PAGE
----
A few heads turn as it lands on our table. A huge icy fish, caught in a glass bowl, one sugary dorsal fin protruding from its back, Jaws-style.
We’ve just ordered the kakigōri from Supernormal Canteen, although, now that it’s here, we’re not entirely sure what it is. Some sort of bizarre Japanese snow cone? An elaborate Andrew McConnell practical joke? One of the team takes a spoon and gives it a tentative poke, as if expecting it to spring to life. Just when you think Supernormal is out of surprises, you get this thing.
One of the waiters is kind enough to explain. Kakigori is a shaved ice dessert, he says, popular in Japan, particularly at festivals when it’s hot. Chefs carefully carve flakes of ice into the bowl, layering as they go with various syrups or flavourings, building the kakigōri higher and higher. The texture is a bit like a snow cone, but lighter, fluffier, more delicate. More like whipped air. Eating it feels like catching a snowflake on your tongue (albeit a snowflake coated in crème caramel and condensed milk).
We hunted around (well, Googled) but we couldn’t find anywhere else in Melbourne making this stuff. At least not like this. But that’s not entirely surprising: McConnell has always been one step ahead of the curve.
The concept for Supernormal Canteen was pretty simple: an authentic Japanese yakitori bar on Fitzroy St. A space apart from the Supernormal mothership, back in Flinders Lane. And the yakitori grill is definitely one of the first things you notice when you push through the hanging black noren curtains: a huge charcoal pit, all smoke and splutter, where chefs are char-grilling chicken skewers and tsukune meatballs, spliced with spring onion.
But although the styling is different, the place still FEELS like Supernormal. A smaller space, a little moodier, more intimate, designed to appeal to a slightly edgier crowd. But the Supernormal bones are still there. That slick combination of concrete, blonde timber, black metal and cutie-pie branding. (Just as an aside, McConnell needs to branch out into homewares. That cartoon cloud on a pillow or doona would look mint.)
Like Supernormal HQ, the pan-Asian menu centres around shared plates, with a few larger dishes acting as table-stopping centrepieces. Here’s how you do it right (take notes). Start with the Typhoon shelter school prawns, fried to a crisp and covered in a pile of batter shards. Then order up a plate each of the house-cured Wagyu brisket, the prawn and chicken dumplings with spiced brown vinegar, and the Shiitake mushrooms with cime de rapa and anchovy butter. The famous lobster roll has made the journey to St Kilda too, so you’d better grab one for old time’s sake.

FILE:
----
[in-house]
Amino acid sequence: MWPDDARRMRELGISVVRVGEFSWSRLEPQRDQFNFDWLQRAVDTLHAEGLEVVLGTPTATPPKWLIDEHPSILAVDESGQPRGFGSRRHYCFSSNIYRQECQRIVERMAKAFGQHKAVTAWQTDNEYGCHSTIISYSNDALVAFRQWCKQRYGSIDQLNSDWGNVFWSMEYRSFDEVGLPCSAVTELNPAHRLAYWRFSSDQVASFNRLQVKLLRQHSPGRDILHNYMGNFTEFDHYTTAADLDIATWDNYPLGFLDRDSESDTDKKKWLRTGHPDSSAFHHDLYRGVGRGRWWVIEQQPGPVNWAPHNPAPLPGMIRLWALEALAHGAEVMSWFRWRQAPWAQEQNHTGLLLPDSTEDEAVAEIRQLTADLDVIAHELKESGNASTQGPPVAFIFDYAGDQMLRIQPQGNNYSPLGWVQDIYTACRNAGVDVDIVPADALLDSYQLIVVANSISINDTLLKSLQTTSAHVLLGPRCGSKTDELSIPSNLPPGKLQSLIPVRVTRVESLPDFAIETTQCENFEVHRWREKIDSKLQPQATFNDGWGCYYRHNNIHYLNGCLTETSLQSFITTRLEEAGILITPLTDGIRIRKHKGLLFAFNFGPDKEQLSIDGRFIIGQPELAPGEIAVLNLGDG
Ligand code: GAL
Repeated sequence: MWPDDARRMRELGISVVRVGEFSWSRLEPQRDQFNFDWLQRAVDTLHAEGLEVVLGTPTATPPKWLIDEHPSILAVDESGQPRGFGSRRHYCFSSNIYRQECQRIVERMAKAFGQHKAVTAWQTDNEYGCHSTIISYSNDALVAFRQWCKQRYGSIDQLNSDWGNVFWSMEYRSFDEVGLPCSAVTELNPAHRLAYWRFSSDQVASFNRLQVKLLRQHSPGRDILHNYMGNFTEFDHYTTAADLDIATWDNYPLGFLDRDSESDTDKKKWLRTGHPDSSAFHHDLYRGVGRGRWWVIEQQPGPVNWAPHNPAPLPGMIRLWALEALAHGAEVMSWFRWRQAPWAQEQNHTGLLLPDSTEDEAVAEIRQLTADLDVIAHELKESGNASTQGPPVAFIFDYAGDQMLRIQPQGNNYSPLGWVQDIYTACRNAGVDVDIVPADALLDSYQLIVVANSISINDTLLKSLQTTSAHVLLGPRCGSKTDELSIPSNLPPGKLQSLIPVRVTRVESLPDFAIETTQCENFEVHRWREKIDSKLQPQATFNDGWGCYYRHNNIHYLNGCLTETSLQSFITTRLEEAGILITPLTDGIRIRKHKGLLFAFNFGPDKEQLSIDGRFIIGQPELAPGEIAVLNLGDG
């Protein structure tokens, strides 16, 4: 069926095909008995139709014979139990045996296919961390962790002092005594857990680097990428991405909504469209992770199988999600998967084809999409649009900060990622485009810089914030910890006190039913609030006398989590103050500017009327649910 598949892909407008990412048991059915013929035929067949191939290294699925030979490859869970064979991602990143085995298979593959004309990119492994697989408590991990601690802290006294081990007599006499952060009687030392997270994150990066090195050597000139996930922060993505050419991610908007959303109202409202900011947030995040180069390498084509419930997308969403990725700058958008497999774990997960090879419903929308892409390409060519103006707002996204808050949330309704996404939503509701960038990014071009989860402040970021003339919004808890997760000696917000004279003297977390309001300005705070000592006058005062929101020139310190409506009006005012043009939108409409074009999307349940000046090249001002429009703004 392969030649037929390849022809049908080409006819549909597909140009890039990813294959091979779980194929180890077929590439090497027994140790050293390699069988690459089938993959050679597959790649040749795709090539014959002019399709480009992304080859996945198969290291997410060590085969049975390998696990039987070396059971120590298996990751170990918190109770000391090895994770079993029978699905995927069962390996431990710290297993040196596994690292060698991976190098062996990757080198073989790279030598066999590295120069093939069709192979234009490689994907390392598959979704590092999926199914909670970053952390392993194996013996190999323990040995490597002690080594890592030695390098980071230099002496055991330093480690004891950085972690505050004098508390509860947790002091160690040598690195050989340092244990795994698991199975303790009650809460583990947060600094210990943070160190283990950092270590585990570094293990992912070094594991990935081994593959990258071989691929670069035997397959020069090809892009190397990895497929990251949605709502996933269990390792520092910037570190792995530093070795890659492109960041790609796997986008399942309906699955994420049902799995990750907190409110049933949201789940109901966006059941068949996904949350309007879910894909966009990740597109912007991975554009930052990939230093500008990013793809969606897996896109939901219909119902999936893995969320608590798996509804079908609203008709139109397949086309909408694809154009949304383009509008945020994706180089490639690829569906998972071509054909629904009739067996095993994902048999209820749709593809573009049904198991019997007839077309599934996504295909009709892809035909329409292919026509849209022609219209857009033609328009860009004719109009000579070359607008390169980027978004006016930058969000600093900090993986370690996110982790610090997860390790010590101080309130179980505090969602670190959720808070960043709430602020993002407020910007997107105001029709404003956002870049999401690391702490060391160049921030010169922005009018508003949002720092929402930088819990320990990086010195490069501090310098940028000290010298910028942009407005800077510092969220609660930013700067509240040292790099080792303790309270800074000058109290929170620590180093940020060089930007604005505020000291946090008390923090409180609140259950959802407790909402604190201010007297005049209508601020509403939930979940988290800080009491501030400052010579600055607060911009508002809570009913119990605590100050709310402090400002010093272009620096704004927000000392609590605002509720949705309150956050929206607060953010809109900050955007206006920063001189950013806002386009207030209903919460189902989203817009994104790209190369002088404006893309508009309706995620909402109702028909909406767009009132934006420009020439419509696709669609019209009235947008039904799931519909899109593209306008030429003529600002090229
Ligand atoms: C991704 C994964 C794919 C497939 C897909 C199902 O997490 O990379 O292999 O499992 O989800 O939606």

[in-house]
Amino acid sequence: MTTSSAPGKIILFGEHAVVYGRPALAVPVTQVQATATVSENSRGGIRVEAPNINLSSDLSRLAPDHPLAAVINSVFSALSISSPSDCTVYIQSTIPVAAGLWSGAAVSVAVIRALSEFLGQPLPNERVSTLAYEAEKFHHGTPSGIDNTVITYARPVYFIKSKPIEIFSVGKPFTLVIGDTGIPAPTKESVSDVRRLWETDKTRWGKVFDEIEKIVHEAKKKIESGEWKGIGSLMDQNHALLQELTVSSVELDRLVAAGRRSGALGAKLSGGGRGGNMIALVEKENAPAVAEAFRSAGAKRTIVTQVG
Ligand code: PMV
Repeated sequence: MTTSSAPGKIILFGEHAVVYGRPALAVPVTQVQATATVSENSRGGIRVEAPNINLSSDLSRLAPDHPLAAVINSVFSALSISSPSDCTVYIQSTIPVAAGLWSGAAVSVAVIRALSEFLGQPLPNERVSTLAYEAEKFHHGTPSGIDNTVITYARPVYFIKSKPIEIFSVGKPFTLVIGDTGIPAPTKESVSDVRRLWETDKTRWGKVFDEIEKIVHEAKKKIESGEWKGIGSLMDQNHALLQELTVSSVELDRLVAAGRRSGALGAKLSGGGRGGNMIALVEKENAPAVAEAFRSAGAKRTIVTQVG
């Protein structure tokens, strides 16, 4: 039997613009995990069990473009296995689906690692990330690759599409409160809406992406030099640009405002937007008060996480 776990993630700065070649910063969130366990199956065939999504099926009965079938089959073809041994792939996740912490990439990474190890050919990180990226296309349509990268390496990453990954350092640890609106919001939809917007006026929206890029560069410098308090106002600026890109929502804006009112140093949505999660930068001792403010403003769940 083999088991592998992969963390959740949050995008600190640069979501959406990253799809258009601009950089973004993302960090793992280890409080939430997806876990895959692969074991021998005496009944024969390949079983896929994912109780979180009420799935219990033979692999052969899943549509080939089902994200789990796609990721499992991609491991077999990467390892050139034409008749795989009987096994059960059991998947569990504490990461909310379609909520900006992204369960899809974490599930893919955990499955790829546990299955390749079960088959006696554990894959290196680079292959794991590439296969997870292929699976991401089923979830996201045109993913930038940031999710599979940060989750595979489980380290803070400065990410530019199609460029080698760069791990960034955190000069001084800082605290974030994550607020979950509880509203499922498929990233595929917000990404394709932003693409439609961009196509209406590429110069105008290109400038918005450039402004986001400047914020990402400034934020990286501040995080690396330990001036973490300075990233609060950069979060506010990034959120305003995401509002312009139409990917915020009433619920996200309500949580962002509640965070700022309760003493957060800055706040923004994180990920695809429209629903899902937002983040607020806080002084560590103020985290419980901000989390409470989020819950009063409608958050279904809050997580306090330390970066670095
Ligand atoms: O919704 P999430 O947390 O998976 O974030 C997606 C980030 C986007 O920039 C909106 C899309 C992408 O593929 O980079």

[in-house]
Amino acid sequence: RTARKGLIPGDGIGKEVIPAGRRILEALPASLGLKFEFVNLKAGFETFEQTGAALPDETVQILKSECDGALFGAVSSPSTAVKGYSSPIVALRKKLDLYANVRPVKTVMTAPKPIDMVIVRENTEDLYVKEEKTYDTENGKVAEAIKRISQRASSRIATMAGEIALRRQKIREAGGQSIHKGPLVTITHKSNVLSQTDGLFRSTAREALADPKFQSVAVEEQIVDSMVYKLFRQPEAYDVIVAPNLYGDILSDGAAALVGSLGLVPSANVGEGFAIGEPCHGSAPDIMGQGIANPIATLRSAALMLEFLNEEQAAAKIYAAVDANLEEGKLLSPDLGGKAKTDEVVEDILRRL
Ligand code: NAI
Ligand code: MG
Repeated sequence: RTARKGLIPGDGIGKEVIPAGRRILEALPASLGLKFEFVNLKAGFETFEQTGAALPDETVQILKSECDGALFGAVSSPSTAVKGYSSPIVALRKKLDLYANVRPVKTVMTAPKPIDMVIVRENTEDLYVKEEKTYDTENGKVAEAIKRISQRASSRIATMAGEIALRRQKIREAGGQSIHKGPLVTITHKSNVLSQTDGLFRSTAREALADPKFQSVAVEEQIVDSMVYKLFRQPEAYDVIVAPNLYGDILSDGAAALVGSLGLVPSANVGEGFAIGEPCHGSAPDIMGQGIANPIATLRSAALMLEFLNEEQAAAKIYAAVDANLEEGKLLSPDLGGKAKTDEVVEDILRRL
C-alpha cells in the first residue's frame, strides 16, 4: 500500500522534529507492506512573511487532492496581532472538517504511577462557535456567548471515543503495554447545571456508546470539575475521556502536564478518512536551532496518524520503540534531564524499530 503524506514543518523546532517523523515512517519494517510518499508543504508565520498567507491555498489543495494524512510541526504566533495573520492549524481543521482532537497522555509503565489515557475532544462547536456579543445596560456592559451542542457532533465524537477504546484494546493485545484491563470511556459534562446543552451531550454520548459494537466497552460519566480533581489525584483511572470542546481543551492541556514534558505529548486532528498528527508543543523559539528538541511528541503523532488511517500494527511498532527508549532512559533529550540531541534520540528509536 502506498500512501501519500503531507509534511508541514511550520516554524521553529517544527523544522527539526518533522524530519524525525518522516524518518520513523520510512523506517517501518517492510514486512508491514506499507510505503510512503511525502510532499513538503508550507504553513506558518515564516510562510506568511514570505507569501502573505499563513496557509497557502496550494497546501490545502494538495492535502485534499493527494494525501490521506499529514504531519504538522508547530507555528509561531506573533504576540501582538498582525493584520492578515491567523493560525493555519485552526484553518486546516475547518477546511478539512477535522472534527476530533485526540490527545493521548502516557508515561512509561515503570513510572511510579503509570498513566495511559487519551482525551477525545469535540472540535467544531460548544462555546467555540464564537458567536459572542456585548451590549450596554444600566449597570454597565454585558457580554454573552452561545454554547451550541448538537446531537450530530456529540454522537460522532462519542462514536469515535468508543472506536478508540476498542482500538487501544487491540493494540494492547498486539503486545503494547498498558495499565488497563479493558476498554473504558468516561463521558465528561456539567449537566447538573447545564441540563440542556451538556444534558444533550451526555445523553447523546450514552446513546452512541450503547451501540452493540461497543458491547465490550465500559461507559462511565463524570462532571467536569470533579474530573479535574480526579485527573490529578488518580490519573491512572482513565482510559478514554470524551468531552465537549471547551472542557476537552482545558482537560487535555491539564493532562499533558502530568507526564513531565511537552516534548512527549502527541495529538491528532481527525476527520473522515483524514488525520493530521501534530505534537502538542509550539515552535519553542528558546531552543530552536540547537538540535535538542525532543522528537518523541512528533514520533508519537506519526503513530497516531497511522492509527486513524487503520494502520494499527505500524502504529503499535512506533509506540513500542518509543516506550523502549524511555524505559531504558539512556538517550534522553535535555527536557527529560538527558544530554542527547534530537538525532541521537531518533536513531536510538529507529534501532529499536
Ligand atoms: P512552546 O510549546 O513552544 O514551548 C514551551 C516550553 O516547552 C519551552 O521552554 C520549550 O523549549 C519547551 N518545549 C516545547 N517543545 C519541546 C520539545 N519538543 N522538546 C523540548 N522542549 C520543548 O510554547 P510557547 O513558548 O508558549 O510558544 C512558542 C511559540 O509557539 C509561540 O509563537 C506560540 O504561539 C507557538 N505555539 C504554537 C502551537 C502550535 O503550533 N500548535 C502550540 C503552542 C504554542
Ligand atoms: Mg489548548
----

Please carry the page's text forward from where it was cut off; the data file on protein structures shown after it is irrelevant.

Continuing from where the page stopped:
For the larger plates, it’s hard to go past the DIY northern-style cumin lamb with pillow-soft pancakes and pickles, although the slow-cooked short rib with burnt honey and black vinegar is also drop dead delicious. Sweet and sticky, with just the right amount of tang.
And would we like dessert? Umm...yes please. Which brings us back to the kakigōri. We feel you have to get this if you’re visiting the Canteen. It’s too unusual not to try.
Supernormal makes theirs by freezing Capi mineral water into large blocks, which are then shaved by a Japanese electric ice-shaver. The mineral water freezes better than the stuff from the tap, resulting in a drier ice, and less risk of slush. Canteen chefs then take a classic crème caramel recipe and layer this at the bottom of the glass. On goes the razer-thin ice shavings, interspersed with layers of dulce de leche and McConnell’s signature popcorn powder. Salty, sweet, icy goodness. And unlike anything else we’ve eaten this year.
This just in: Supernormal Canteen are now doing Friday lunches from 12pm. Get all the info here.
Image credit: Griffin Simm & Nikki To